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1. What is your business?

My business is MySuperFoods Company. We are an allergy-safe, organic snack food company for kids and families. We make on-the-go snacks using nutritious and high-quality ingredients, and our goal is to create a company with a portfolio of snacks that families can rely on.

My co-founder, Silvia, and I met because we both had twins at the same time. When those 4 children reached the 18th-month mark, we found ourselves going to the grocery store looking for snacks that were portable. We relied on organic snacks available at the time, but we found ourselves seeking more nutrient density. We are grateful for those brands because they paved the way with healthy packaged foods. We see MySuperFoods as taking the next step. We wanted to improve on their progress by adding ingredients like coconut oil, chia seeds, flax seeds or quinoa–ingredients that we look for in the foods that we purchase for ourselves. These ingredients were and are missing from food marketed to children.

We believe in clean and healthy food for all children, not for the most wealthy, so we are active in supporting food banks, and we have a partnership with Feeding America Network. We love that organization. FAN puts on a backpack fundraiser, and last year we got involved on the West Coast. We want to make sure that we’re helping to make a meaningful difference in a campaign. Throughout the year we’ll donate products if we have snacks with a few months left on their shelf-life. Next week as a company we will be volunteering at our local food bank.


2. What made you decide to start your business and/or switch careers?

When I was pregnant with the twins, I was working in advertising. I enjoyed my work, but, even before I got pregnant, I knew it wasn’t going to be forever. My problem, though, was that I couldn’t quite see what else I would do professionally. At the same time, I had the secret urge to do something entrepreneurial.

My business partner, Silvia, came from a finance background and had returned to that work after her children were born. She was just wasn’t seeing her kids as much as she wanted to, so she left to start a business. At a playdate one day, Silvia mentioned to me how she really wanted to start a baby food company, we started brainstorming about our needs as mothers, and we had a great talk.

I thoroughly enjoyed myself, and that night Silvia sent me a text saying, “Do you want to do this with me?” And I said, “Do what? We were having a conversation.” The next day we met for two hours at a coffee shop to discuss it more, and the rest, as they say, is history.


3. Were there any partnerships or advice that were particularly helpful?

I often say to people I could never really see myself doing this alone, and I don’t say that out of a knock on myself or that I couldn’t handle it. It’s really more about how valuable my partnership with Silvia is to me. If I’m having a great day, I want to share that with her. When I’m having a bad day I need somebody to pull me out of that. We do that for each other all the time. We were friends when we started, and we are sisters now. We joke that my personality is similar to Silvia’s husband, and her personality is similar to my husband’s personality. Somehow we partnered up with people that we are not only drawn to but with whom we work together well.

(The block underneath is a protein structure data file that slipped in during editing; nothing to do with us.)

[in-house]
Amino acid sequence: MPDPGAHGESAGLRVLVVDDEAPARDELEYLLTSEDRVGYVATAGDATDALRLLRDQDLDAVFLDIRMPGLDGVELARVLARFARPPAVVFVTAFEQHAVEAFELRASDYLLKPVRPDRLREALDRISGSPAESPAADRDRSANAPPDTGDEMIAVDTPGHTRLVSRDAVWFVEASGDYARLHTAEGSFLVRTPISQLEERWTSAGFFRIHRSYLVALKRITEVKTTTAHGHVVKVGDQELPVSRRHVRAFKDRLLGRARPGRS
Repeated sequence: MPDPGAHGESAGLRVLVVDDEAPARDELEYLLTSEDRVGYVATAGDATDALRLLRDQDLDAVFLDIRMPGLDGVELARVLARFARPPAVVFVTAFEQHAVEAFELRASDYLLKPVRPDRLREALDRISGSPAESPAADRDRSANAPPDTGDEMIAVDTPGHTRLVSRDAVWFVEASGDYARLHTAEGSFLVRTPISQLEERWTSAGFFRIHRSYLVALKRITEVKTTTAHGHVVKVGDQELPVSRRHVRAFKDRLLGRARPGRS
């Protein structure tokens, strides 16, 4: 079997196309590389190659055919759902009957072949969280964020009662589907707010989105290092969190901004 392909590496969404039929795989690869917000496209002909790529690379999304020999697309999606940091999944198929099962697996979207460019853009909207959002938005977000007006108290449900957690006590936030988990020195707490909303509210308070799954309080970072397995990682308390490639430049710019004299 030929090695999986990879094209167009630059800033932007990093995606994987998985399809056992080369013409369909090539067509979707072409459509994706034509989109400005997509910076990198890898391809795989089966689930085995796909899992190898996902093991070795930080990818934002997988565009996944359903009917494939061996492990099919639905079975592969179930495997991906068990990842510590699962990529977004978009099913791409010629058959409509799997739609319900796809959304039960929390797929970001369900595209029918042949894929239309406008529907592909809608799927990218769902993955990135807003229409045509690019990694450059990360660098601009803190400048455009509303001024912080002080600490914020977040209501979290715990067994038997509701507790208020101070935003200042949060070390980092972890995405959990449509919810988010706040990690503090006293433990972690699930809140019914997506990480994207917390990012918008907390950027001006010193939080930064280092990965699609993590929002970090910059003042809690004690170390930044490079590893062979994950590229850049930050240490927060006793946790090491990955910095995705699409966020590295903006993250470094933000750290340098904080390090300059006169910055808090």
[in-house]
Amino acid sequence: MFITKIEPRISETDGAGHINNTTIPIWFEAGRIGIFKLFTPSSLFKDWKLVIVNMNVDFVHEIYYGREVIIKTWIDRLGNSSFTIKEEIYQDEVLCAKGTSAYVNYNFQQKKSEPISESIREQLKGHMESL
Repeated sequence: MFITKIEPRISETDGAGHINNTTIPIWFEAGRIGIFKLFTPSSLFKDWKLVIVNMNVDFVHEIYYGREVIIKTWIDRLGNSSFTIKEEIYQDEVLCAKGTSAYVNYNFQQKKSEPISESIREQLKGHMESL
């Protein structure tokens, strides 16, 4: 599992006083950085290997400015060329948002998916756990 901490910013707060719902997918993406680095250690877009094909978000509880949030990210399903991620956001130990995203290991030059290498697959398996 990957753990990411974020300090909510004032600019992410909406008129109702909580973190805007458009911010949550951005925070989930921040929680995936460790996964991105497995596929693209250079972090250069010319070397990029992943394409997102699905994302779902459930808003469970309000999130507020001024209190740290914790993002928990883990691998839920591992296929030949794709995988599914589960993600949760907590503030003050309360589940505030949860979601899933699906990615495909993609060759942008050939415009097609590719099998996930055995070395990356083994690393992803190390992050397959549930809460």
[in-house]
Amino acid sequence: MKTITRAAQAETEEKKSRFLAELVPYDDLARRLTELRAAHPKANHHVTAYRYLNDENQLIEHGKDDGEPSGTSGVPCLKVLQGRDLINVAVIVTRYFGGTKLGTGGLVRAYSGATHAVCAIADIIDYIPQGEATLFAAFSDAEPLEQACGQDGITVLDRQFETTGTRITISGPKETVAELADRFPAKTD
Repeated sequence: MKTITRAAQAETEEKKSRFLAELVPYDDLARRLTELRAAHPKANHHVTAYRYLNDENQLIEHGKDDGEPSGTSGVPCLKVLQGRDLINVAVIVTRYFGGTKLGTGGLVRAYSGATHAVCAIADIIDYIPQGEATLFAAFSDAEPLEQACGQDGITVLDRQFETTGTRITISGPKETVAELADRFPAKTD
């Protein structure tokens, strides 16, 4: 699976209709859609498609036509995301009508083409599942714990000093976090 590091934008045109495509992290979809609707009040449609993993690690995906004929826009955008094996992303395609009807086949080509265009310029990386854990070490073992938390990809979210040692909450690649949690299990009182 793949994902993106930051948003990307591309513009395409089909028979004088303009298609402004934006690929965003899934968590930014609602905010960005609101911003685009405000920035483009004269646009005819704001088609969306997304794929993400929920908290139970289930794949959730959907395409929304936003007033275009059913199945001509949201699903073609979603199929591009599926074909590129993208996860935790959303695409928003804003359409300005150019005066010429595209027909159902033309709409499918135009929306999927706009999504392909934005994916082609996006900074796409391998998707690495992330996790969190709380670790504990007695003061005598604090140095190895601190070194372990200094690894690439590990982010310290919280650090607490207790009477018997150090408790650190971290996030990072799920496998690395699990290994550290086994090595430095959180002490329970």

In order to create our products, we rely on co-manufacturer or co-packer relationships. These are facilities that make and package our products because we don’t manage that in-house. It’s truly a second business and one that we didn’t seek from the outset. Finding a great co-packer is critical to success. Do they understand your vision, your ingredients, your products? Can they grow as you grow?  We work with a different co-packer for each of our three product lines. That relationship needs as much care and attention as any other in the business. We’ve made trips to our co-packers just to sit around and brainstorm how and what we can do better.


4. Who did you speak to for support as you were working on the idea/launch?

We were really fortunate. I don’t know if it was a product of being in New York City or constantly asking for help, but we have been able to meet with tons of awesome food entrepreneurs. We were able to speak to a lot of really smart people who had come before us, and we have received excellent advice.

I will always remember when we talked to this one gentleman about his experiences in a failed food business. He said it is so important to grow slowly and deliberately because meteoric growth was actually what did in his company. His company had dramatic growth immediately, and that excitement led to his company’s efforts to go national really quickly. Unfortunately, the company ended up failing because of the large financial commitment for national distribution.

My big take away was that everyone wants the big exciting launch, but that happens so infrequently. For us, that feels like it’s more about our ego than the work. The big launch distracts from the important small steps of building a great company and a great culture. Silvia and I talk about this a lot, and we were focused on starting as local as possible and trying to learn as many lessons as possible on a small scale before taking bigger steps.


5. What are some successes you have had with your business that make you proud?

I love hearing from customers out of the blue. I am so grateful when people email me. We had a gentleman reach out to us recently. His daughter has a long list of allergies including nuts and dairy. She just turned 7, and he said as he was doing the birthday party circuit that he would bring along snacks to substitute for what was provided. “She gets it. She’s totally on board and it’s not a big deal to her anymore. But as a dad, it just breaks my heart when she has to walk into a party and have this little snack pack with her.”